The Null Device
An unusual study has examined paintings of the Biblical scene of the Last Supper made over the past 1,000 years, and noticed that serving sizes in the paintings have increased over the millennium; with each painting, thanks to gradual improvements in agriculture, the artist (and their audience) were used to larger meals than previously, which coloured the artist's creative decisions:
There is scant evidence that the body mass index of people in developed societies soared into unhealthy ranges for most of the 1,000 years studied, Young said. But there is little doubt, she added, that that changed in the 1970s, 1980s and 1990s -- coincidentally, when portion sizes began a dramatic run-up.
The Wansinks, however, suggest that portion growth may have a provenance far older than industrial farming and the economics of takeout food.Instead, they suggest, it's a natural consequence of "dramatic socio-historic increases in the production, availability, safety, abundance and affordability of food" over the millennium that started in the year 1000 A.D.
Gay marriage: the database engineering perspective, or how different definitions of the institution of marriage would be reflected in different (relational) database schemas. Not surprisingly, the strictly traditionalist schemas do hideously inelegant things like have different tables for men and women, or mark one gender as subordinate to the other (i.e., have the males table contain a wife_id column), while the most elegant ones reduce marriage to a type of edge in generalised social networking, leaving policy (can you marry yourself for tax reasons? can more than two people be married?) outside of the schema.
I wouldn't be surprised if, at some point, some technically ignorant legislator in some conservative backwater proposed a law requiring databases to have separate tables for men and women or something similarly brain-damaged.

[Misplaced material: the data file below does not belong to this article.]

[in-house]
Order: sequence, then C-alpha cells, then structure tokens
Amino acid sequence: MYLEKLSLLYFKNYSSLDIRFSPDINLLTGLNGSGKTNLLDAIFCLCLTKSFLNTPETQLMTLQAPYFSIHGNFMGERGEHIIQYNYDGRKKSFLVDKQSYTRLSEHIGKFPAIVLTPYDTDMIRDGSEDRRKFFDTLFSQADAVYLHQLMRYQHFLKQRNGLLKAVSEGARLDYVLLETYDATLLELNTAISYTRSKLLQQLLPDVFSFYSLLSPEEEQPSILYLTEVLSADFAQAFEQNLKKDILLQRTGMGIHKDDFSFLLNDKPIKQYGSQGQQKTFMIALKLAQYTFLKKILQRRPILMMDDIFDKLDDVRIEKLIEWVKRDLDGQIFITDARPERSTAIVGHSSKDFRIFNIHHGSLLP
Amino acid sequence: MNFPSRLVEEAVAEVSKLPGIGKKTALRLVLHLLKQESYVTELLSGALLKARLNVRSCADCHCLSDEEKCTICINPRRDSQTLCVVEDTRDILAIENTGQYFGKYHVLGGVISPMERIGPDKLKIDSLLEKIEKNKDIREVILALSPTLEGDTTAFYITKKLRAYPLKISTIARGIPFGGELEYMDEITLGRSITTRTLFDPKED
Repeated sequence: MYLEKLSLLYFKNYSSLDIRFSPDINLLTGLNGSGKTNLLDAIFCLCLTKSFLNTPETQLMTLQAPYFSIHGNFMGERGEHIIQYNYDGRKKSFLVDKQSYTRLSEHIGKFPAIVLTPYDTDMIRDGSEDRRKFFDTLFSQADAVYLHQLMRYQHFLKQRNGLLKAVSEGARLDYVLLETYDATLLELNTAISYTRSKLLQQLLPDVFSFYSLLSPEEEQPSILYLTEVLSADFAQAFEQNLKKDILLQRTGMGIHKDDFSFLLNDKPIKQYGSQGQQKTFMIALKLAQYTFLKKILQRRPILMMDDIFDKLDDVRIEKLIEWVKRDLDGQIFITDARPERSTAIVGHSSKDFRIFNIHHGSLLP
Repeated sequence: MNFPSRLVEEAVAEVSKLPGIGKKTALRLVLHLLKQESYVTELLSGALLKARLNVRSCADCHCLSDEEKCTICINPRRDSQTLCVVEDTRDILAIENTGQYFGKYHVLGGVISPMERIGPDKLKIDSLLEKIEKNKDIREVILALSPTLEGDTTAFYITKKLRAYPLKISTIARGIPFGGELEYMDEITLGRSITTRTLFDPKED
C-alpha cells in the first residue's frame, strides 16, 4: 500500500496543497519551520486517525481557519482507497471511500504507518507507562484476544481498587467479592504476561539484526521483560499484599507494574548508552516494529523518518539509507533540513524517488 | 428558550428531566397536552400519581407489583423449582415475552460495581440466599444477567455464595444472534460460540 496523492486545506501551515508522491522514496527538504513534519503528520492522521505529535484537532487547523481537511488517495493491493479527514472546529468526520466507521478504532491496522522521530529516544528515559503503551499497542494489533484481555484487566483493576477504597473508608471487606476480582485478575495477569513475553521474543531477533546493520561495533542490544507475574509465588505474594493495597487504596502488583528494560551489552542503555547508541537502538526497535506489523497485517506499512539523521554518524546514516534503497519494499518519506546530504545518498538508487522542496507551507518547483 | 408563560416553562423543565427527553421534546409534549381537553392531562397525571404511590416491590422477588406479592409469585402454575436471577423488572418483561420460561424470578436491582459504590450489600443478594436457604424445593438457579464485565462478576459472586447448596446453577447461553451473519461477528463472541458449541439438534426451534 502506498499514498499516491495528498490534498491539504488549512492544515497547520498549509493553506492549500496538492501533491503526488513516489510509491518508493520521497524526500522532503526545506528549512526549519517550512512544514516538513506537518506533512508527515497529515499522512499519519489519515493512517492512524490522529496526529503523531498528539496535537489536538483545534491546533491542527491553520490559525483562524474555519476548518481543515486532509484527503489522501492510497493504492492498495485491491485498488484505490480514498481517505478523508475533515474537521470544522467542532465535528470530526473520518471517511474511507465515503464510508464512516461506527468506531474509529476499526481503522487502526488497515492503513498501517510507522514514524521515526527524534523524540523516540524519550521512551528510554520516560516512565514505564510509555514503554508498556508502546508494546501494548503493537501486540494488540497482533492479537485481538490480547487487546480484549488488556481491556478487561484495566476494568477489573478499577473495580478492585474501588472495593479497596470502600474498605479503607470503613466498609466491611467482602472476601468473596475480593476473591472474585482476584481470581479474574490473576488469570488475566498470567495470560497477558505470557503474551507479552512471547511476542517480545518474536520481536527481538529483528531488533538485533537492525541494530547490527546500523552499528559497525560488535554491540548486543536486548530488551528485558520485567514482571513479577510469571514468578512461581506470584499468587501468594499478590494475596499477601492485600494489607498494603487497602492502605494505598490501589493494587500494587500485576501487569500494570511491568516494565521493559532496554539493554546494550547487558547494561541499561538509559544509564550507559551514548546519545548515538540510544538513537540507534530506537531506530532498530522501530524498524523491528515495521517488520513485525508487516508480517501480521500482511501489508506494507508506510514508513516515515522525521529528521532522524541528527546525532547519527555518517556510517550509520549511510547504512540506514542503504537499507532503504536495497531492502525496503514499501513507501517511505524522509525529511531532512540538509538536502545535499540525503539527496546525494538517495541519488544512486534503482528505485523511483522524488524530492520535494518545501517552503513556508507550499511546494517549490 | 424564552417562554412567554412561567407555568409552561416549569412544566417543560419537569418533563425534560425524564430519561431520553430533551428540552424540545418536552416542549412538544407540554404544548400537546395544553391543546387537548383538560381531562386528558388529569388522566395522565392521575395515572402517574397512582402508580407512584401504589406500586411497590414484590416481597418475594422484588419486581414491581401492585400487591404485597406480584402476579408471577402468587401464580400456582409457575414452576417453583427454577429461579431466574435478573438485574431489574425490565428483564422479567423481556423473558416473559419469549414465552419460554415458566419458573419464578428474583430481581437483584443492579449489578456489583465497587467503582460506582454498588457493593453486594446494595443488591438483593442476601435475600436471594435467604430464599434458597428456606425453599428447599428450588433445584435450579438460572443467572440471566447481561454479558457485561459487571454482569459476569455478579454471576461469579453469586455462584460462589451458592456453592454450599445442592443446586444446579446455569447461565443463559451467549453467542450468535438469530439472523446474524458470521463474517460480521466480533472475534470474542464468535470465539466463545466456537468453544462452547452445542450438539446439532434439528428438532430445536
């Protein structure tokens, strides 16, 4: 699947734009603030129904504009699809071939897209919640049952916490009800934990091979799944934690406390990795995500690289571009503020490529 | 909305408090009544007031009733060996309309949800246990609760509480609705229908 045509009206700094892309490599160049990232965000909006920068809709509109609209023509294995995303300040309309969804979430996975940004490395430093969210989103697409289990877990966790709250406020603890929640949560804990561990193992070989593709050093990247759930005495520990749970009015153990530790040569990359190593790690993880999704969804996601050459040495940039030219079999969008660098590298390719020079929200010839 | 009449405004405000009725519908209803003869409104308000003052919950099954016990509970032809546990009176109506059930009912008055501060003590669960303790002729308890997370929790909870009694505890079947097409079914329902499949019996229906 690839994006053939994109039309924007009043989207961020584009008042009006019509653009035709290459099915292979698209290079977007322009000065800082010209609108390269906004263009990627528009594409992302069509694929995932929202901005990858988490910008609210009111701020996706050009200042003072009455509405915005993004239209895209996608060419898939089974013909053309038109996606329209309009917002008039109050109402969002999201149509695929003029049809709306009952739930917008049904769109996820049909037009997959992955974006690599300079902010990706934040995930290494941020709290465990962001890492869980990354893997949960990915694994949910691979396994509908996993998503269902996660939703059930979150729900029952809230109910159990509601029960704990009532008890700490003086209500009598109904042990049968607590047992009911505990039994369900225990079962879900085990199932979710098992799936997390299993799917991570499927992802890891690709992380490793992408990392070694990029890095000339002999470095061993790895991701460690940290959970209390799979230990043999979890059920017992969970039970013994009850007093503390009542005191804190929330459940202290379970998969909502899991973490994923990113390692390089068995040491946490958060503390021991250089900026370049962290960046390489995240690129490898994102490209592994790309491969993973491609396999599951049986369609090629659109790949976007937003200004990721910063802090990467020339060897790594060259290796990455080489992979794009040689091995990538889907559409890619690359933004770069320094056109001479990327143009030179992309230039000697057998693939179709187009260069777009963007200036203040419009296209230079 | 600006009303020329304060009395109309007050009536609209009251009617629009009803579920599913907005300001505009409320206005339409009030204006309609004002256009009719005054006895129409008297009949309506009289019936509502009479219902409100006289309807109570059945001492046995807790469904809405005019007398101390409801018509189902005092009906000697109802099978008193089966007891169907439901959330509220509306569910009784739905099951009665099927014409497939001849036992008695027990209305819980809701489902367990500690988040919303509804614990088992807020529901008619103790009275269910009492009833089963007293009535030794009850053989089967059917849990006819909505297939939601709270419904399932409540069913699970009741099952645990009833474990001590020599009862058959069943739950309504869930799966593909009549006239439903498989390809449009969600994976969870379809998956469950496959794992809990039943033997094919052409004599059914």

Bitten by the "new media" bug, the Tories try their hand at this grass-roots web campaign thing, and launch a Web2.0-licious site, with the irreverently catchy title of "Cash Gordon". This site allows Tory supporters to earn "action points" by donating money or spreading the word. Unfortunately for the Tories, some people notice that it looks awfully familiar:
It turns out that Cash Gordon wasn't developed by David Cameron's bright-eyed web whiz-kids, but was a derivative of several web sites from the US Right, including sites against carbon taxes (see fig. 2), health care reform and gay rights, and for the right-wing think tank the Heritage Foundation.
The Tories' misfortune doesn't end there, however. In their haste to embrace the Web and be down with the kids these days, the Tories (or perhaps their American associates) decided to integrate the site with Twitter, and have it automatically display any tweets posted with the #cashgordon tag. It turns out that, in their haste, they didn't anticipate the possibility of basic cross-site scripting attacks, instead displaying HTML tags intact. And it was not long before unsympathetic parties were making the most of it, and potential Tory activists were being rickrolled and Goatse'd.
For what it's worth, Meg Pickard has a graphic of how events unfolded: